Obama stops thinking positive

A year on from his inauguration, the president stands accused of reneging on inspiring campaign prom

Once, no one wanted to talk about Aids. Now the global pandemic commands $14bn a year, roughly half of all spending on health worldwide. The single most important contributor to Aids funding is the US President's Emergency Plan for Aids Relief, or Pepfar for short.

Launched by George W Bush in 2003, Pepfar is the largest financial commitment ever made by any nation to combat a single disease. It wields a budget of $6.7bn for 2010 alone, and claims to have succeeded in putting more than 2.4 million people on antiretroviral therapy, particularly in its "focus" countries (primarily in sub-Saharan Africa). This includes some double-counting with the other major provider of antiretrovirals, the Global Fund to Fight Aids, Tuberculosis and Malaria, but the scope is impressive nonetheless.

The tentative optimism needs to be put in context. There are still 33.4 million people with HIV, and, as access to antiretrovirals improves, the number living with the virus continues to climb. Moreover, Aids-related illnesses remain a major cause of death globally, claiming two million lives a year. Initiatives such as Pepfar may have provided life-saving drugs to many, but some global health advocates feel that such organisations are at times more accountable to themselves than to the people enrolled on their programmes. And their sheer scale can disrupt the local health systems of small African countries.

Under Bush, Pepfar faced more criticism than most. Its initial refusal to purchase and disperse cheaper, generic antiretrovirals, in preference for only drugs approved by the US Food and Drug Administration, delayed the roll-out of life-saving medicines and demonstrated an unseemly interest in extending the market for overpriced (and usually US-manufactured) drugs. Equally controversial was the Bush-era insistence that a third of the money slated for reducing HIV infection be spent on promoting social values, including abstinence, delay of sexual debut and partner reduction. Such policies are straight out of the Republican book of morals. A focus on monogamy has little value as a preventive tool in countries such as Thailand, where the main mode of transmission is now between married partners.

Self-selective choice

With the election of Barack Obama a year ago, hopes were high that much of this would change for the better and that Pepfar might become a more positive standard-bearer in the global fight against HIV and Aids.

The new president was quick to repeal the most controversial of Bush's global health policies: the "global gag rule" - an outright refusal to fund any organisation that offered (or even provided information about) abortion. And with the appointment of the new US global Aids co-ordinator, Eric Goosby, the emphasis at Pepfar soon began to fall less on the "emergency" response and more on sustaining existing programmes. Sustainability is important to avoid the emergence of drug resistance, which can render antiretrovirals ineffective.

However, some activists argue that such talk merely disguises the harsh reality of funding cuts. As early as May last year (when his budget plans for 2010 exposed a $1.5bn shortfall in Pepfar funding), they were arguing that the new president had reneged on his campaign promises on Aids.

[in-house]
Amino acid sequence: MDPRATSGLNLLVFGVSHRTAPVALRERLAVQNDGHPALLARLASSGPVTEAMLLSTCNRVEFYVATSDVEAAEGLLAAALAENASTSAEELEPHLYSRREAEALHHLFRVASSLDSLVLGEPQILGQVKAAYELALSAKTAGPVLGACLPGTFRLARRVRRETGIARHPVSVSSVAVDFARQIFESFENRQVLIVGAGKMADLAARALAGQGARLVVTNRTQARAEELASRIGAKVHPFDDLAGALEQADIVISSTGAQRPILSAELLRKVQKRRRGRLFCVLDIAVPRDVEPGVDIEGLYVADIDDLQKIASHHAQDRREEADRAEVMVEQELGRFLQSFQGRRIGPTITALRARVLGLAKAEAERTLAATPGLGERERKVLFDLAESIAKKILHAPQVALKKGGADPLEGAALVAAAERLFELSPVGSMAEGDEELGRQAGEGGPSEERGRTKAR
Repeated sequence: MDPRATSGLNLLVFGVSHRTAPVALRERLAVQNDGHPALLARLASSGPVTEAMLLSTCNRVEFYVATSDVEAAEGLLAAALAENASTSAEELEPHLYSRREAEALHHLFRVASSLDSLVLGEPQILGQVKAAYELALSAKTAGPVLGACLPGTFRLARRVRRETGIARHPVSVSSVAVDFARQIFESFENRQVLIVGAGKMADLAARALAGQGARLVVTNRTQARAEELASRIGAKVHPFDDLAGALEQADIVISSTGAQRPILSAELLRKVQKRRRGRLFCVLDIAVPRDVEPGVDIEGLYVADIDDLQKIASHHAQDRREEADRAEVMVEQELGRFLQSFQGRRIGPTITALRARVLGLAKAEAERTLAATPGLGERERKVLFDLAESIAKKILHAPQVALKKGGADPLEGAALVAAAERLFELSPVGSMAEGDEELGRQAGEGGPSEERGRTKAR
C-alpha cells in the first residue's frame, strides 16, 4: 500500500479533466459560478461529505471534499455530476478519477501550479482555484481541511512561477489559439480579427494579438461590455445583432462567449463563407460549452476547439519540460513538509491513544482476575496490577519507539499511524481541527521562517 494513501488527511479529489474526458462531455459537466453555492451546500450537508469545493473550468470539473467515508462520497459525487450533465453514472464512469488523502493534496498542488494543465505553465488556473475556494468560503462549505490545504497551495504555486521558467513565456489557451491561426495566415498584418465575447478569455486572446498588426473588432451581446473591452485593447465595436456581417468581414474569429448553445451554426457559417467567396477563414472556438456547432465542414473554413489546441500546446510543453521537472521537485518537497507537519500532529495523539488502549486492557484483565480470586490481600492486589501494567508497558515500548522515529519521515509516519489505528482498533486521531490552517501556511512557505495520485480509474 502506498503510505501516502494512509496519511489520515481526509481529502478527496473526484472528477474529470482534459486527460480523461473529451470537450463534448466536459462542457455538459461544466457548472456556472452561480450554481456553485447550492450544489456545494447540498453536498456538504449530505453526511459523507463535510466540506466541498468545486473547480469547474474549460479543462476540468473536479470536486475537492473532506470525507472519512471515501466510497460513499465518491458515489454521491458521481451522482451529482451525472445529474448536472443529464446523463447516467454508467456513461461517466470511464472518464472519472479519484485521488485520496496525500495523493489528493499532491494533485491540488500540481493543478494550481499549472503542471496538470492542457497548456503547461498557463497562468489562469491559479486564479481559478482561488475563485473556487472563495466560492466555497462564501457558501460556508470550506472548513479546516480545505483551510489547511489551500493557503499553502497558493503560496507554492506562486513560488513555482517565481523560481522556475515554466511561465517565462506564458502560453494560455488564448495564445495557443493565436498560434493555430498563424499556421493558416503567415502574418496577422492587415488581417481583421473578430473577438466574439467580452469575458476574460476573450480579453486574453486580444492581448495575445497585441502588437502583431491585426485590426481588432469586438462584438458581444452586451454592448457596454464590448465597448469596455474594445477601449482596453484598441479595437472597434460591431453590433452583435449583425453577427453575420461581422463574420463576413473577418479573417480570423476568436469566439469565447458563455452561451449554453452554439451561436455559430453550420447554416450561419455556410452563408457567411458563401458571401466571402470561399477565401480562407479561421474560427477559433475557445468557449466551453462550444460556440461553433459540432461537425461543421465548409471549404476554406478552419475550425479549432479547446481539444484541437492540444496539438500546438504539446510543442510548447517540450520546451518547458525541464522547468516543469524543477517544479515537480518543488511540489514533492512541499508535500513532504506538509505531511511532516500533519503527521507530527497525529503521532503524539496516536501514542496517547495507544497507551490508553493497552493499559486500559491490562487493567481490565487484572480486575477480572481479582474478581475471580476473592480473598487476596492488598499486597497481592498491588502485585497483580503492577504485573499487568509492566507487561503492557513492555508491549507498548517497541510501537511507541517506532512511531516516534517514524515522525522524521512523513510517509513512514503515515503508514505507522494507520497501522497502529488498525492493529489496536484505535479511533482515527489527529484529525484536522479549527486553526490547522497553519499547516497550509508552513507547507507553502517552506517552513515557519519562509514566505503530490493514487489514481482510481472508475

Since then, Obama has not responded convincingly to their concerns. His new five-year Aids plan, released at the end of 2009, is silent on the extent to which Pepfar intends to address concerns about the ongoing lack of transparency in its funding. This worries global health advocates, who wonder if the strategic interests of the US, rather than the health needs of people in its programmes, may be determining Pepfar's choice of which Aids programmes to fund and where. Addressing these problems will be difficult, but it is essential that Obama should do so sooner rather than later. For all the importance of treatment, it remains the case that, for every two people being put on antiretrovirals, a further five are being infected.

There are, however, systemic as well as political problems to overcome. Pepfar allocates a great deal of funding on the basis of evidence it receives from Aids programmes already in operation. But according to Vinh-Kim Nguyen, a doctor and social scientist with the University of Montreal's department of social and preventive medicine, such evidence of the efficacy of particular interventions can be self-selecting. Organisations promoting treatment interventions (rather than, say, simple prevention or safe sex) find it much easier to get hold of supporting data, because much of the data is taken from individuals already enrolled on programmes being evaluated. Anyone else is excluded, so there is little countervailing evidence (it's hard to provide data on a person not yet infected). But that also makes it difficult to know whether treatment-only approaches to HIV and Aids are always the most effective.

This should not be taken as an argument for scaling back antiretroviral provision, but it makes it much trickier to gauge how, when and where treatment would be more effective than a less costly alternative.

Social complications

The underlying problem with Obama's Pepfar is that - for all the lip-service Goosby has paid in recent months - it is not fully engaging with the constellation of problems associated with HIV and Aids: vulnerability to infection, impoverishment, disempowerment of women, stigmatisation and a persistent Aids denialism, to name a few. These are social issues that are not always easily quantified, and are often the consequence of relative inequality as much as outright poverty.

In sub-Saharan Africa, women aged between 15 and 24 are more than three times as likely as their male counterparts to be HIV-positive; in the United States, the prevalence of HIV among African-American males in the District of Columbia ranks alongside that of some of the worst-affected countries. The only consistent feature linking sub-epidemics among injecting drug users in the former Soviet republics, men who have sex with men in Asia and heterosexual women in sub-Saharan Africa is the way that HIV can be seen, in each case, to cut along and reinforce pre-existing socio-economic divides.